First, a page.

As night fell, the sheep gathered and the women sorted through the rubble, salvaging what they could. Standing in front of what was left of her home in the cool night air, Padshah Gul, 30, tried to assess the extent of her personal tragedy. All of the family’s possessions – pots, kettles, utensils – were still buried.
“We have to stay here, winter or spring,” he said, pointing to the makeshift tent. Still, he said, he felt lucky to be alive.
Returning to Paktika Government Hospital in Sharana on Thursday, survivors described horrific scenes of collapsed buildings, anguished cries for help and bodies strewn across a desolate moonscape.
Like Hawa, many of these survivors faced a bleak future. Only two of her six children survived the earthquake. His three sons and one daughter died, along with 17 other family members.
“I lost everything, my whole world, my whole family, I have no hope for the future,” she said. “I wish we had lost everything, that we were all dead, because there is no one left to take care of us, to find money or food for us now.”
Recounting the hours she spent stuck in her collapsed home, she said she could feel her one-year-old daughter Safia’s chest barely move under her left hand. Her other daughter cried out weakly, asking for water. Looking at where her sons had slept next to her, all she saw was rubble.
She stood there for five hours, trying to shield Safia from the crushing weight, hoping to keep her alive. Through clouds of dust and darkness, she could make out her father desperately trying and failing to remove the rubble.
Eventually, as day broke and rain fell on what was left of the town, residents of nearby villages began to flock to mount a rescue effort, and Hawa and Safia were freed from the wreckage. .
They were among 70 to 80 survivors brought to hospital on Wednesday, said Dr Hikmatullah Esmat, director of public health for Paktika province.
In another corner of the hospital ward, Gulpar Khan, 60, was quietly tending to an injured cousin he had brought the day before from Dangal Regab.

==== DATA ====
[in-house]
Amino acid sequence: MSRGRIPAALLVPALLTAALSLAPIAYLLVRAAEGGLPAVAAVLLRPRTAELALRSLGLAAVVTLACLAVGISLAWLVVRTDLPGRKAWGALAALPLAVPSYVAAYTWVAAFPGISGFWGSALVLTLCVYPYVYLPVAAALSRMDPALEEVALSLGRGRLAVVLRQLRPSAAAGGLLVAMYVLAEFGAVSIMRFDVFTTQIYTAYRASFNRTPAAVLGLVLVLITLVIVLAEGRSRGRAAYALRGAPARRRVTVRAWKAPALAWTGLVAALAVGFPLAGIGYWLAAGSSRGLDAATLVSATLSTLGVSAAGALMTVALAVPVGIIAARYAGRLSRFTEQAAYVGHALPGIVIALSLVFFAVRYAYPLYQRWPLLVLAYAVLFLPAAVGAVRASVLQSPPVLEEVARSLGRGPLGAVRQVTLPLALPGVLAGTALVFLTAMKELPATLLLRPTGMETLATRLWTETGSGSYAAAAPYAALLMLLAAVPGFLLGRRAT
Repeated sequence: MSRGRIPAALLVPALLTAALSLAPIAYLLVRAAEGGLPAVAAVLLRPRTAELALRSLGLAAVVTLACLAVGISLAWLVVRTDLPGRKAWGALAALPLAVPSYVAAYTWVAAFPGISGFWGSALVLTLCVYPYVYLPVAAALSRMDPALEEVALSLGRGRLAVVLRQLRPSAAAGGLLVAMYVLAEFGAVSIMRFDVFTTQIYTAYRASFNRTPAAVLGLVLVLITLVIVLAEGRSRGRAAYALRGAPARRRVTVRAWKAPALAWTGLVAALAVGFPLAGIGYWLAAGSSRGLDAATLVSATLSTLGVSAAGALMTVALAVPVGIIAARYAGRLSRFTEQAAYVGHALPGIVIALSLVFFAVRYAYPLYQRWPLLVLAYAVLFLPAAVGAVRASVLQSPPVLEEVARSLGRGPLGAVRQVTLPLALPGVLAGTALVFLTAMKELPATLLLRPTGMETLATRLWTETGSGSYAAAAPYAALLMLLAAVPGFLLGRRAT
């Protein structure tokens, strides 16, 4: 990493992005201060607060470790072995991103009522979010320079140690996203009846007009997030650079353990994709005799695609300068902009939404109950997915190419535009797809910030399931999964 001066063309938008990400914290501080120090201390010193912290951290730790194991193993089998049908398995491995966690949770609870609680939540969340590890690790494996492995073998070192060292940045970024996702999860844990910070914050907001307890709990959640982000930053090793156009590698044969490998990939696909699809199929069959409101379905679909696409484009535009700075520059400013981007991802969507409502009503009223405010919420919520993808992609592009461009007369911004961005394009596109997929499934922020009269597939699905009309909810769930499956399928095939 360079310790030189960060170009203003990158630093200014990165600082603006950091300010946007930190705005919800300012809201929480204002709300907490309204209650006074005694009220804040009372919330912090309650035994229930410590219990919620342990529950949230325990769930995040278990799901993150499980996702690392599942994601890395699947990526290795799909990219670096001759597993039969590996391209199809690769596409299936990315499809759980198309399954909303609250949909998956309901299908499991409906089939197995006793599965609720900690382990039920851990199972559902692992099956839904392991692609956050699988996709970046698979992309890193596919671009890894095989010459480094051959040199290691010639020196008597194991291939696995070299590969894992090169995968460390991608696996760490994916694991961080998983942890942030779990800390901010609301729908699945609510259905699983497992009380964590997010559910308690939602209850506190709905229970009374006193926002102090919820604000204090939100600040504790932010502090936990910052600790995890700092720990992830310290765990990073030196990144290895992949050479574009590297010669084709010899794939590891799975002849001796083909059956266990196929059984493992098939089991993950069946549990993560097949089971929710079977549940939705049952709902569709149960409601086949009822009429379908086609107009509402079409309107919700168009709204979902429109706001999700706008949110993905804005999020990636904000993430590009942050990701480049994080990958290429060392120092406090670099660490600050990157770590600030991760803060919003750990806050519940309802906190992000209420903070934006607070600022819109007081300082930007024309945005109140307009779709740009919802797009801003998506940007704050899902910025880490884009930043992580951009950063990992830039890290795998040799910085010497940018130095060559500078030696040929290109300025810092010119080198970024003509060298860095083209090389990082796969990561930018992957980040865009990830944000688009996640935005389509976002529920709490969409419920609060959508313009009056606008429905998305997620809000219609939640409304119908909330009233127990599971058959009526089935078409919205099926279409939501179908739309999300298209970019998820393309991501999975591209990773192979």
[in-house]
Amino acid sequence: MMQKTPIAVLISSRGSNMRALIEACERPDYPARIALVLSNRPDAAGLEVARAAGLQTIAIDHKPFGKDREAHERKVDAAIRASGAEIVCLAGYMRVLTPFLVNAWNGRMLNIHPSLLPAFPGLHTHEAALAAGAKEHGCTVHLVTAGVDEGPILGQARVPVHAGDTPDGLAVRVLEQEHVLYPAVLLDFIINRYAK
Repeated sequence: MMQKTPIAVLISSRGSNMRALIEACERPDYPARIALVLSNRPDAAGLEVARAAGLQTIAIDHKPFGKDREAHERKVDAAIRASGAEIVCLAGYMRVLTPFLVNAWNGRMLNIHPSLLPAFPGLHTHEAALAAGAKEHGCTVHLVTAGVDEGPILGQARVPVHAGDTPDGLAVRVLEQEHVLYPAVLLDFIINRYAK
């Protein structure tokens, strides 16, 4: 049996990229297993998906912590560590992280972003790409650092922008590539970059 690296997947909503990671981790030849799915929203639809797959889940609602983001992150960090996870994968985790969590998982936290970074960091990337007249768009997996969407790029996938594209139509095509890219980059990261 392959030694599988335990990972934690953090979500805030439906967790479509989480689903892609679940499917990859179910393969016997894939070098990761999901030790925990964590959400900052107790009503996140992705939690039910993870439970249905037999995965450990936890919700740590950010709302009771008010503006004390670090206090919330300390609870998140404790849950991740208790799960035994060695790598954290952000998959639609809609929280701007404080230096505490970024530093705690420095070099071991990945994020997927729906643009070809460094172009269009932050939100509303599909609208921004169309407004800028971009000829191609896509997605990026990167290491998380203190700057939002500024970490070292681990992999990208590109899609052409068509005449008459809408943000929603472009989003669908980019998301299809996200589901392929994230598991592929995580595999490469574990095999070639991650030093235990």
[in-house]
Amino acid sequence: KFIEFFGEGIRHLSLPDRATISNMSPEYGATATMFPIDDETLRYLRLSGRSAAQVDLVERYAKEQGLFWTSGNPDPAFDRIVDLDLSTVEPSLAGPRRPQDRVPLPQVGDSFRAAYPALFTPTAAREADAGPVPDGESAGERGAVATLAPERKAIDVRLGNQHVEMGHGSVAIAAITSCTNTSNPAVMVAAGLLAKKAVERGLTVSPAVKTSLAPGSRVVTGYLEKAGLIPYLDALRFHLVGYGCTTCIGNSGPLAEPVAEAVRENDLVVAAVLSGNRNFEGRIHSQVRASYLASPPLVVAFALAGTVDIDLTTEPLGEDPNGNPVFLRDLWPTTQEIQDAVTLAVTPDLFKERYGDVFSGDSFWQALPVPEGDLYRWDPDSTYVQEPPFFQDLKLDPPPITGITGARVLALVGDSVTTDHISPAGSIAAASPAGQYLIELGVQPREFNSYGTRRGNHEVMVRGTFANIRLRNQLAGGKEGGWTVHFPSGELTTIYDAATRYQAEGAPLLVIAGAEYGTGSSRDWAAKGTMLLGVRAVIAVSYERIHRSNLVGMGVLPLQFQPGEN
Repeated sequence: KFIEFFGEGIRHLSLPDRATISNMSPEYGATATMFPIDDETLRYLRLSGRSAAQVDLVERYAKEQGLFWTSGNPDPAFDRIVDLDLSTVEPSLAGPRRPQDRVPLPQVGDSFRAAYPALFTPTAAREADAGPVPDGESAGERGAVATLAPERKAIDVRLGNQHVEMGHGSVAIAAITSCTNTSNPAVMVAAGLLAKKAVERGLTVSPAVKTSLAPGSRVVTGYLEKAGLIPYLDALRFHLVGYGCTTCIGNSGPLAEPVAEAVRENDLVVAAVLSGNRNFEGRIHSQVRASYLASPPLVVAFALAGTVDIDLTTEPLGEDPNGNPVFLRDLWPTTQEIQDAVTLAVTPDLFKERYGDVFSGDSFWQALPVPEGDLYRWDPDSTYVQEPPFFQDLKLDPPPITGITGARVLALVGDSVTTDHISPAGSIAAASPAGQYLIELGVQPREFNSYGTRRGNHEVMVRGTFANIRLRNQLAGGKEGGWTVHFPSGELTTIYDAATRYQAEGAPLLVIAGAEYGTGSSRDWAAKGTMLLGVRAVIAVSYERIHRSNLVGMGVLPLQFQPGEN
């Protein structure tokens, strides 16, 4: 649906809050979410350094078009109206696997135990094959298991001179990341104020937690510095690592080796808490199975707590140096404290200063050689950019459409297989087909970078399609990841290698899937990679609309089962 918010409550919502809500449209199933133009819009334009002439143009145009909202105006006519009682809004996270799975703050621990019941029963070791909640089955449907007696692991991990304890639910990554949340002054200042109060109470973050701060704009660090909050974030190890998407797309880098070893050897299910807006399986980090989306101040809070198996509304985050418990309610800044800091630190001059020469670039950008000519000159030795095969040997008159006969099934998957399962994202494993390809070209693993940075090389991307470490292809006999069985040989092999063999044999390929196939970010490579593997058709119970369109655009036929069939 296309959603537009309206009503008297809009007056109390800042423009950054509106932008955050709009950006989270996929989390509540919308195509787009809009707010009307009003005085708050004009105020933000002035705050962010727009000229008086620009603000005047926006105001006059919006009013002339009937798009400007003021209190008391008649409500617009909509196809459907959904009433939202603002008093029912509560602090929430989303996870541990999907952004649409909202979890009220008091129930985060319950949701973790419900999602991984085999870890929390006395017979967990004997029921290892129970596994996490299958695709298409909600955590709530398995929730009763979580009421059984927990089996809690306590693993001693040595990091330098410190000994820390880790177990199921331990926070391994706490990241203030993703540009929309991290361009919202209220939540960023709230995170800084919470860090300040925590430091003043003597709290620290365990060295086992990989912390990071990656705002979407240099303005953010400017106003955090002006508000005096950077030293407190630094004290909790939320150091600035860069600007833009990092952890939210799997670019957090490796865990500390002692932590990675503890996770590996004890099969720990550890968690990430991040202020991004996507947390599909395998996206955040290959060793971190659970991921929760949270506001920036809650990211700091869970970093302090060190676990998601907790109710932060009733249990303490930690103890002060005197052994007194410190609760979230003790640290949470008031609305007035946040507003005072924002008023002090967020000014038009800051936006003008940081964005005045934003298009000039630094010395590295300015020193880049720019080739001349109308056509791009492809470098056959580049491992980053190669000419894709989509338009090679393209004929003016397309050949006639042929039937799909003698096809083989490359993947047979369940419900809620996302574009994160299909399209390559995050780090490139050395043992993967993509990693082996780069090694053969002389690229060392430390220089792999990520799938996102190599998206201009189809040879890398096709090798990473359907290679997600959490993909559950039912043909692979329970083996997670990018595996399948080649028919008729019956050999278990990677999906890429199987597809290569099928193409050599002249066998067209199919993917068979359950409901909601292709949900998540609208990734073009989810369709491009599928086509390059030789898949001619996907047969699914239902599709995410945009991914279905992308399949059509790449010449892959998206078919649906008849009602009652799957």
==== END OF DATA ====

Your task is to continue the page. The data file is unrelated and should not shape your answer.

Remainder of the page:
When the earthquake hit, the ceiling of his house collapsed around him, he said. He and his 20-year-old son Spin Wali managed to fight their way out of the rubble, but he could hear his brother screaming for help from the next room.
Mr Khan said he yelled at his son to get help. But when his son looked through what had been their front door, he said the whole village had been destroyed. Almost every house had collapsed and the air was filled with a chorus of neighbors crying out for help.
“It was like a scene from a movie,” he said. “I could never imagine such a thing in the village.”
Mr Khan climbed to where he heard his brother’s voice and tried to remove pieces of what had been their home as the rain fell on them. His son yelled at him that he wasn’t sure he was in that room but he didn’t listen, he said.
His brother survived. But 11 of his relatives – including his wife, five other sons and an uncle – were killed.
“In all my life, I have never experienced anything like this,” he said.
In the men’s ward, Abdul Hanan, 70, who had brought in injured family members, sat on a bed in the corner, quietly staring at his hands. He had escaped death by deciding to spend the night while visiting his family in a nearby village. He was sleeping Wednesday night when he heard a loud rumbling and the walls started shaking, he said.
He and his relatives fled the house, he said, but the damage was somewhat limited and they were able to return and sleep until daybreak.
It wasn’t until he started the hour-long walk home around 8 a.m. that he had a foreboding of the disaster that awaited him.
The imam of a nearby mosque was making an urgent appeal for help to neighboring villages, including his own.
Rushing home, he found his house completely destroyed and four of his relatives sitting under a tree in their yard, their clothes soaked in blood. The other 17 family members who lived with him were dead under the rubble.
“Now there is nothing, our houses are destroyed, we have nothing to eat, nothing to drink, nothing,” he said, quietly wiping away his tears.
“We were happy the war was over,” he added. “We did not expect such destruction to occur.”
Christina Goldbaum and Safiullah Padshah reported from Sharana and Azor Kalai, Afghanistan, and Kyle Crichton from Bondville, Vt. Michael Crowley contributed reporting from Washington.